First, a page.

Greece’s debt deal is not a game-changer
On Wednesday, Greece’s creditors agreed to release more than €10bn in bailout money and to consider ways of restructuring the country’s debt. Some breathed a sigh of relief that a renewed escalation of the Greek debt crisis had been averted. Others observed that, once again, the path of messy compromise had been chosen and the day of reckoning postponed.
It is useful to recall how we got here, and ask whether there is any chance that Greece will escape the fate of being seen as Europe’s eternal problem child. The thoughts of seasoned observers of Greece’s travails over the past half-decade will have turned back to the spring of 2010, the early days of the crisis, when there appeared to be some movement on the issue of possible relief to go along with any eventual bailout programme.
The International Monetary Fund, its fingers burnt in the Argentine debt crisis of 2001, seemed resolved not to make big loans to members unless it could be near-certain that their debt was sustainable, which Greece’s clearly was not. There were meetings between IMF staff and French and German officials. In Athens, the investment bank Lazard did a study on ways to lighten the country’s Olympian debt load.
In the event there was no restructuring in 2010. Instead, Athens signed up for unprecedented austerity, aimed at taking it from a primary deficit in 2009, which was in the double digits as a percentage of gross domestic product, to a 6 per cent primary surplus in 2014.
Then — after the Irish and Portuguese bailouts, weeks of violent street protests in Athens and an aborted referendum — a national unity government oversaw the biggest sovereign default in history. More than €105bn was shaved off the nominal value of Greek debt, and another €130bn was offered as new official financing. Still, Greece’s financing needs were so great that it was committed to reaching a primary surplus of 4.5 per cent of GDP by 2014.
In 2012, after two elections that saw the neo-fascists of Golden Dawn steamroller their way into parliament, and Syriza, a loose coalition of leftists, come within an inch of power, Athens was offered the prospect of debt relief. It was also offered two more years to achieve the 4.5 per cent target. In 2014 it was confirmed that the government had achieved a primary surplus a year ahead of schedule, yet Angela Merkel, German chancellor, proved unwilling to move on the debt. The conservative-led government of Antonis Samaras was unable to complete the final review of the bailout programme and fell from power. It was replaced by Alexis Tsipras and his merry band of Syriza radicals.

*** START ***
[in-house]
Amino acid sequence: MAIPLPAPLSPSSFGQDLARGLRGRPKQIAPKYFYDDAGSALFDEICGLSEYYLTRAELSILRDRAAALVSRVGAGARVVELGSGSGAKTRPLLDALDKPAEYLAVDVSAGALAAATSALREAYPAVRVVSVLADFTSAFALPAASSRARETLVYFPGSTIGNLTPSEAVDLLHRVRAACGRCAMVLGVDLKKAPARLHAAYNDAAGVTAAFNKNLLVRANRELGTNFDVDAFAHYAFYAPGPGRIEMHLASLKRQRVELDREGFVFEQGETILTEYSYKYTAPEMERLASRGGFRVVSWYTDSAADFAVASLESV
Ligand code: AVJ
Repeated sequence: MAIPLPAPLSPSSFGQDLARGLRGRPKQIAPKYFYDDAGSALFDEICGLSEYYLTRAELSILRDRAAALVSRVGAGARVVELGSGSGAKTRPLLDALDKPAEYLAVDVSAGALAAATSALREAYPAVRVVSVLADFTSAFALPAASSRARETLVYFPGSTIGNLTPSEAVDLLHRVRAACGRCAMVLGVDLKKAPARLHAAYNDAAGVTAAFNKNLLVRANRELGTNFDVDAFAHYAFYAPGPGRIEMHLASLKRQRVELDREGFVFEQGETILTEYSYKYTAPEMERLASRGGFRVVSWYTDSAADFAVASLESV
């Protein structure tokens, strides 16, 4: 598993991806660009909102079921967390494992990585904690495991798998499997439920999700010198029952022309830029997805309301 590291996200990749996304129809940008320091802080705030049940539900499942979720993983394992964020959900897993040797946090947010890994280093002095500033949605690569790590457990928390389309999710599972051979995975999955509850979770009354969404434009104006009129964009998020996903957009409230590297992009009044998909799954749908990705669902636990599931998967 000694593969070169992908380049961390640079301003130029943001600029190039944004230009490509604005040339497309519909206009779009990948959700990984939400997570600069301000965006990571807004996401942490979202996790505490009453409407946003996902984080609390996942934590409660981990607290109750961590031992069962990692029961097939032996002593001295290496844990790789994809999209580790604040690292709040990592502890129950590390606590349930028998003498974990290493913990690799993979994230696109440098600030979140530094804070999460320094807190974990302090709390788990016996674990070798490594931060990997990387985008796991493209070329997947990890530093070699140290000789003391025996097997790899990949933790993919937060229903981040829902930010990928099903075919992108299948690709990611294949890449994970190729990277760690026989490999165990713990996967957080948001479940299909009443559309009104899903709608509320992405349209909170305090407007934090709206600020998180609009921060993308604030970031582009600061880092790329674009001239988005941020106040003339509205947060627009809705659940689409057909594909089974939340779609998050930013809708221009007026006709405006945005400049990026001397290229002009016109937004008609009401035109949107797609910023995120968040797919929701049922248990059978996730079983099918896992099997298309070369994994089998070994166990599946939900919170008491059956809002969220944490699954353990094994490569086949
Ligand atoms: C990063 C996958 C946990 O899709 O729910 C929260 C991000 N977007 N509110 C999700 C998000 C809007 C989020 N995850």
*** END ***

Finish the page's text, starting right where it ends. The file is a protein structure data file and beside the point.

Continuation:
The first six months of 2015 were particularly colourful, as were the personalities novel — especially the finance minister, Yanis Varoufakis. The new government in Athens was of at least two minds: its heart was tugging it towards rupture with the creditors; its head, when it was able to keep it, pushed it towards painful compromise. In the end, after allowing the heart to take things right to the edge of the cliff, the head prevailed. The cost was heavy: yet another bailout, yet more unrealistic fiscal targets, leavened only by more vague promises of debt relief.
There is no end in sight for this sorry tale. This week’s deal, for all the efforts of eurozone officials and especially the Tsipras government to put a brave face on it, is anything but a game-changer. Subject to the Greeks meeting the last, humiliating elements of the imposed conditions, the money that will be disbursed will prevent another default this July and will keep the country funded through most of the rest of the year. But any real discussion on debt has been put off until after the end of the programme in 2018 and the primary surplus targets remain unchanged. The IMF caved on both these issues, though it may insist on more specifics if it is to rejoin the Greek programme later this year.
Greek debt deal reflects shifting powers among IMF members
Greek national flags fly from a vendor’s stall outside the Greek parliament on Syntagma Square in Athens, Greece, on Wednesday, July 15, 2015. Parliament will vote Wednesday night on the measures Greece’s creditors demanded as a condition for aid as capital controls ravage an economy that has already shrunk by a quarter since 2009.
Meanwhile, Greece remains mired in a long, desperate depression. It has lost a quarter of GDP since its pre-crisis high in 2007. The unemployment level has hovered around 25 per cent for four years, and youth unemployment has been above 50 per cent for even longer. Pensions have been cut more than a dozen times, yet pension spending relative to GDP, both total and by the government, is among the highest in the developed world. The country’s best and brightest are leaving for more promising lands in droves, and those who are left behind are increasingly fatalistic and indifferent to the institutional collapse that has been gathering pace since Mr Tsipras became prime minister.
Voters are also increasingly sceptical of the euro. Polls comparing attitudes to the common currency now and last spring show that its net approval rating in the eyes of Greek public opinion, though still positive, has narrowed considerably.
This should surprise no one. Greeks elected terrible political leaders who led them to bankruptcy and bungled its rescue programmes. But the insistence of the Europeans — and one country in particular — to ignore reality in the service of domestic politics has been central to Greece’s bailout tragedy. If the eurozone continues to put off the day when losses will be accepted and the Greek economy placed on a sustainable footing, it may find that it waited too long, and the spectre of Grexit will rise once again and reap a terrible vengeance.
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